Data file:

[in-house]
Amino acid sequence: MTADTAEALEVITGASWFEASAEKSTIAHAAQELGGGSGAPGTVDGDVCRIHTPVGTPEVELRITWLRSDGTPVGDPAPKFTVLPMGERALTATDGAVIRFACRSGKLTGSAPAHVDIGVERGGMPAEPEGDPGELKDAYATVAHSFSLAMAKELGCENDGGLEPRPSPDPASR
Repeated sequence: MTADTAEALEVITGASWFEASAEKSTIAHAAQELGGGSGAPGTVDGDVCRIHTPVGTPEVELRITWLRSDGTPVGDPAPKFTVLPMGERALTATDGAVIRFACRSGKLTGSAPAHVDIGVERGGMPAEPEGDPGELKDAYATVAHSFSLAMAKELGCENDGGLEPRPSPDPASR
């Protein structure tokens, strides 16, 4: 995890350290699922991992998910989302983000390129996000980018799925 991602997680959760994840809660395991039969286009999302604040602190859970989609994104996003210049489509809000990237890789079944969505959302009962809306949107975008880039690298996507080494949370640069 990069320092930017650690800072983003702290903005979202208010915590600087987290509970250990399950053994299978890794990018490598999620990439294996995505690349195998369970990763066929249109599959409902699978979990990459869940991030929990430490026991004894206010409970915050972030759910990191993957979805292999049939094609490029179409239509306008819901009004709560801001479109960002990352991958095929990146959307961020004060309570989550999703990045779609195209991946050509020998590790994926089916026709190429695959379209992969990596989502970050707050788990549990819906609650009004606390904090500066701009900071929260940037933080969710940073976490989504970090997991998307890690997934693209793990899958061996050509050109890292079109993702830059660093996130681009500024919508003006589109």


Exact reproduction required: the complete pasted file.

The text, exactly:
[in-house]
Amino acid sequence: MTADTAEALEVITGASWFEASAEKSTIAHAAQELGGGSGAPGTVDGDVCRIHTPVGTPEVELRITWLRSDGTPVGDPAPKFTVLPMGERALTATDGAVIRFACRSGKLTGSAPAHVDIGVERGGMPAEPEGDPGELKDAYATVAHSFSLAMAKELGCENDGGLEPRPSPDPASR
Repeated sequence: MTADTAEALEVITGASWFEASAEKSTIAHAAQELGGGSGAPGTVDGDVCRIHTPVGTPEVELRITWLRSDGTPVGDPAPKFTVLPMGERALTATDGAVIRFACRSGKLTGSAPAHVDIGVERGGMPAEPEGDPGELKDAYATVAHSFSLAMAKELGCENDGGLEPRPSPDPASR
């Protein structure tokens, strides 16, 4: 995890350290699922991992998910989302983000390129996000980018799925 991602997680959760994840809660395991039969286009999302604040602190859970989609994104996003210049489509809000990237890789079944969505959302009962809306949107975008880039690298996507080494949370640069 990069320092930017650690800072983003702290903005979202208010915590600087987290509970250990399950053994299978890794990018490598999620990439294996995505690349195998369970990763066929249109599959409902699978979990990459869940991030929990430490026991004894206010409970915050972030759910990191993957979805292999049939094609490029179409239509306008819901009004709560801001479109960002990352991958095929990146959307961020004060309570989550999703990045779609195209991946050509020998590790994926089916026709190429695959379209992969990596989502970050707050788990549990819906609650009004606390904090500066701009900071929260940037933080969710940073976490989504970090997991998307890690997934693209793990899958061996050509050109890292079109993702830059660093996130681009500024919508003006589109």